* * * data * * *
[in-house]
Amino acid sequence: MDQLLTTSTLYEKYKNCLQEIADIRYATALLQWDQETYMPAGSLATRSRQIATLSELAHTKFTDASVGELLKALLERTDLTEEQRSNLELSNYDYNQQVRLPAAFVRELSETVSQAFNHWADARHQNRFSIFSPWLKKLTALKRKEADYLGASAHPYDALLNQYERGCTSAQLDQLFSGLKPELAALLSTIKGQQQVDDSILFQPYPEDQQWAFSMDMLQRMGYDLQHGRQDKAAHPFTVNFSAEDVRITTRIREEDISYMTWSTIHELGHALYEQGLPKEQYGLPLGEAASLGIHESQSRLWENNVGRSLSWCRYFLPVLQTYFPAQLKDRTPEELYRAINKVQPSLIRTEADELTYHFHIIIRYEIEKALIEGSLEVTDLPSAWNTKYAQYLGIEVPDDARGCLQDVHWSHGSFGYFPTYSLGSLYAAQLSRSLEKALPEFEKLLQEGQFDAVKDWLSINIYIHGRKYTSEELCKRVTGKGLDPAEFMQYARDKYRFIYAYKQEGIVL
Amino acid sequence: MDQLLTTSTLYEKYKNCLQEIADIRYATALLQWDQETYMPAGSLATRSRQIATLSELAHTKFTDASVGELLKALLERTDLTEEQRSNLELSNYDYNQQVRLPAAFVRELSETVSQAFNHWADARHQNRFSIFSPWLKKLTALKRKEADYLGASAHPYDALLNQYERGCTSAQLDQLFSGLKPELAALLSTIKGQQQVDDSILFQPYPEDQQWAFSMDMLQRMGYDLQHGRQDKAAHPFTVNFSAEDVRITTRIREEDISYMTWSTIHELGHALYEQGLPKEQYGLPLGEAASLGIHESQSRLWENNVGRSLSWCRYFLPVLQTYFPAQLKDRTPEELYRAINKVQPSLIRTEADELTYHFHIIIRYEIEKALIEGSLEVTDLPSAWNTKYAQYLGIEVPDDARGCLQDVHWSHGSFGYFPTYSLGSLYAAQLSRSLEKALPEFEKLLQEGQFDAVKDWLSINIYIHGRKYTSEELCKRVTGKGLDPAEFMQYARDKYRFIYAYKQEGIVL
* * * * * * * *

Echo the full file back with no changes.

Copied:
[in-house]
Amino acid sequence: MDQLLTTSTLYEKYKNCLQEIADIRYATALLQWDQETYMPAGSLATRSRQIATLSELAHTKFTDASVGELLKALLERTDLTEEQRSNLELSNYDYNQQVRLPAAFVRELSETVSQAFNHWADARHQNRFSIFSPWLKKLTALKRKEADYLGASAHPYDALLNQYERGCTSAQLDQLFSGLKPELAALLSTIKGQQQVDDSILFQPYPEDQQWAFSMDMLQRMGYDLQHGRQDKAAHPFTVNFSAEDVRITTRIREEDISYMTWSTIHELGHALYEQGLPKEQYGLPLGEAASLGIHESQSRLWENNVGRSLSWCRYFLPVLQTYFPAQLKDRTPEELYRAINKVQPSLIRTEADELTYHFHIIIRYEIEKALIEGSLEVTDLPSAWNTKYAQYLGIEVPDDARGCLQDVHWSHGSFGYFPTYSLGSLYAAQLSRSLEKALPEFEKLLQEGQFDAVKDWLSINIYIHGRKYTSEELCKRVTGKGLDPAEFMQYARDKYRFIYAYKQEGIVL
Amino acid sequence: MDQLLTTSTLYEKYKNCLQEIADIRYATALLQWDQETYMPAGSLATRSRQIATLSELAHTKFTDASVGELLKALLERTDLTEEQRSNLELSNYDYNQQVRLPAAFVRELSETVSQAFNHWADARHQNRFSIFSPWLKKLTALKRKEADYLGASAHPYDALLNQYERGCTSAQLDQLFSGLKPELAALLSTIKGQQQVDDSILFQPYPEDQQWAFSMDMLQRMGYDLQHGRQDKAAHPFTVNFSAEDVRITTRIREEDISYMTWSTIHELGHALYEQGLPKEQYGLPLGEAASLGIHESQSRLWENNVGRSLSWCRYFLPVLQTYFPAQLKDRTPEELYRAINKVQPSLIRTEADELTYHFHIIIRYEIEKALIEGSLEVTDLPSAWNTKYAQYLGIEVPDDARGCLQDVHWSHGSFGYFPTYSLGSLYAAQLSRSLEKALPEFEKLLQEGQFDAVKDWLSINIYIHGRKYTSEELCKRVTGKGLDPAEFMQYARDKYRFIYAYKQEGIVL